Another key issue is finding ways to combine the skills of both Diaspora and traditional leaders to create a break through.  The most dramatic results always happen when ideas are combined and this is what produced some of history’s breakthroughs.  Somalia itself has demonstrated that with taking the idea of adapting the Latin alphabet, creating variation and eventually inventing the Somali script. It must have been time consuming and tinkering task for those involved, but this will be remembered as creative and historical breakthrough. We also need to follow the same pattern on the issues we are facing today and treat ideas such as Federalism the same way our predecessors treated the Latin alphabet.  Let us just not copy or replicate, but create variation on not applicable areas, transform and adapt Federalism to make it our own.

Additionally, Diaspora leaders must borrow the social skills used by the traditional leaders (Egalitarian character). They have to reconcile the newly acquired individualistic leadership style with the demands of group oriented society. The Somali Society functions better through approaches that put more emphasis on collective rather than individualistic leadership style. In other words, focus more on people and less on projects to inspire ownership.  At the moment, they are spending too much time explaining the project and little time understanding people.  Even the private organisations acknowledged that People focused organizations provide ownership to employees whereas project focused organizations retain ownership in few hands and this philosophy hinders growth.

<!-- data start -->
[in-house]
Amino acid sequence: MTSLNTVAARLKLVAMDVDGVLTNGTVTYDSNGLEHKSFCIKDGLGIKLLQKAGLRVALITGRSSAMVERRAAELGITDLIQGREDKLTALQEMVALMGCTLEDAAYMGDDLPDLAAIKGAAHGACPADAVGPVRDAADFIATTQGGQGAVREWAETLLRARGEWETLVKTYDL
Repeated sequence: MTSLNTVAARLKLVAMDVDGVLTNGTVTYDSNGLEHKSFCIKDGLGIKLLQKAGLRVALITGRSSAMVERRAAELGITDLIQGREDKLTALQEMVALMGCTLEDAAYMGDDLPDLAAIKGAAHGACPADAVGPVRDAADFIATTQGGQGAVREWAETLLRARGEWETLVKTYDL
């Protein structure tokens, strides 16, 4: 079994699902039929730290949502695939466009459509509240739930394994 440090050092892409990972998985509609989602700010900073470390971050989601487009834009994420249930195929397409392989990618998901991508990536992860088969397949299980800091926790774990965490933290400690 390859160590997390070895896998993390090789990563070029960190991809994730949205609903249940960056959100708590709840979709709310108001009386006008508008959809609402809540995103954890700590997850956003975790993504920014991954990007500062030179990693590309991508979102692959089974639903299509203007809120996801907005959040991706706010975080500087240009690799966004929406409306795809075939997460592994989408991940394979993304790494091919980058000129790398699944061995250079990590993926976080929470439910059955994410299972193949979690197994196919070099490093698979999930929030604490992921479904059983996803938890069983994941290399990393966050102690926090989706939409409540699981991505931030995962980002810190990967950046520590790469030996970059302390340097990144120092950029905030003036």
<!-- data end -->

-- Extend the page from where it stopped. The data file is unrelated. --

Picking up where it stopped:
Public sentiment is the most important, without it nothing can succeed.  At the moment, ordinary Somalis abroad and at home are really tired of waiting for the lasting peace they have dreamt for decades.  One Somali mother expressing her agony and longing for lasting peace said: “My tears no longer drop outwards, it started dropping inwards and the tears that drop inwards are more painful than the ones released outwards”.   Such feeling of tiredness among the public is highly conducive to initiate a Somali Spring as history shows, the Bus Boycott in Alabama started from a tired woman (Rosa Park).  She felt too tired to give up her seat to a white passenger. She withdrew her consent on segregation laws and the campaign led to the desegregation across of whole of America.  The same way Somali people are capable of withdrawing their consent on clan allegiance and say enough is enough. We hope and pray for the Somali Spring if it occurs not to be as counterproductive as the Arab Spring.

Finally, For Individual Somalis (abroad and home), we need to do deep soul searching and change ourselves in order for our leaders to change as it is said “Every Society gets the leader it deserves”.  We need to get out of our clannish self and acknowledge the interdependency of the Somali community everywhere.  Our children will not care about how good our intentions were, they will care about how effective our actions were.

Bazi Bussuri Sheikh